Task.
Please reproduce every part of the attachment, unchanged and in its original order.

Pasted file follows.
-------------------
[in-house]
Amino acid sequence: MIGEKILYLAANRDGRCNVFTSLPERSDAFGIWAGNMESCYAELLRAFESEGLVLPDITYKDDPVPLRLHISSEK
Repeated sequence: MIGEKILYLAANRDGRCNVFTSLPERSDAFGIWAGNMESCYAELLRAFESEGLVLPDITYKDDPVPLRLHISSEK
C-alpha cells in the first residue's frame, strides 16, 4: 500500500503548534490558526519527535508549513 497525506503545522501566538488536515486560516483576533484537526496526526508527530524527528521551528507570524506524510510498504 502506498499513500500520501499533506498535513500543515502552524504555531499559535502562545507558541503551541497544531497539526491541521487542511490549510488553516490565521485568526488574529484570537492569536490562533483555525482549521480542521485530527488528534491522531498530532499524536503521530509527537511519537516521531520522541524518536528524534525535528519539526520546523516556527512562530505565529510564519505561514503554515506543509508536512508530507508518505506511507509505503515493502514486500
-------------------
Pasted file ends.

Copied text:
[in-house]
Amino acid sequence: MIGEKILYLAANRDGRCNVFTSLPERSDAFGIWAGNMESCYAELLRAFESEGLVLPDITYKDDPVPLRLHISSEK
Repeated sequence: MIGEKILYLAANRDGRCNVFTSLPERSDAFGIWAGNMESCYAELLRAFESEGLVLPDITYKDDPVPLRLHISSEK
C-alpha cells in the first residue's frame, strides 16, 4: 500500500503548534490558526519527535508549513 497525506503545522501566538488536515486560516483576533484537526496526526508527530524527528521551528507570524506524510510498504 502506498499513500500520501499533506498535513500543515502552524504555531499559535502562545507558541503551541497544531497539526491541521487542511490549510488553516490565521485568526488574529484570537492569536490562533483555525482549521480542521485530527488528534491522531498530532499524536503521530509527537511519537516521531520522541524518536528524534525535528519539526520546523516556527512562530505565529510564519505561514503554515506543509508536512508530507508518505506511507509505503515493502514486500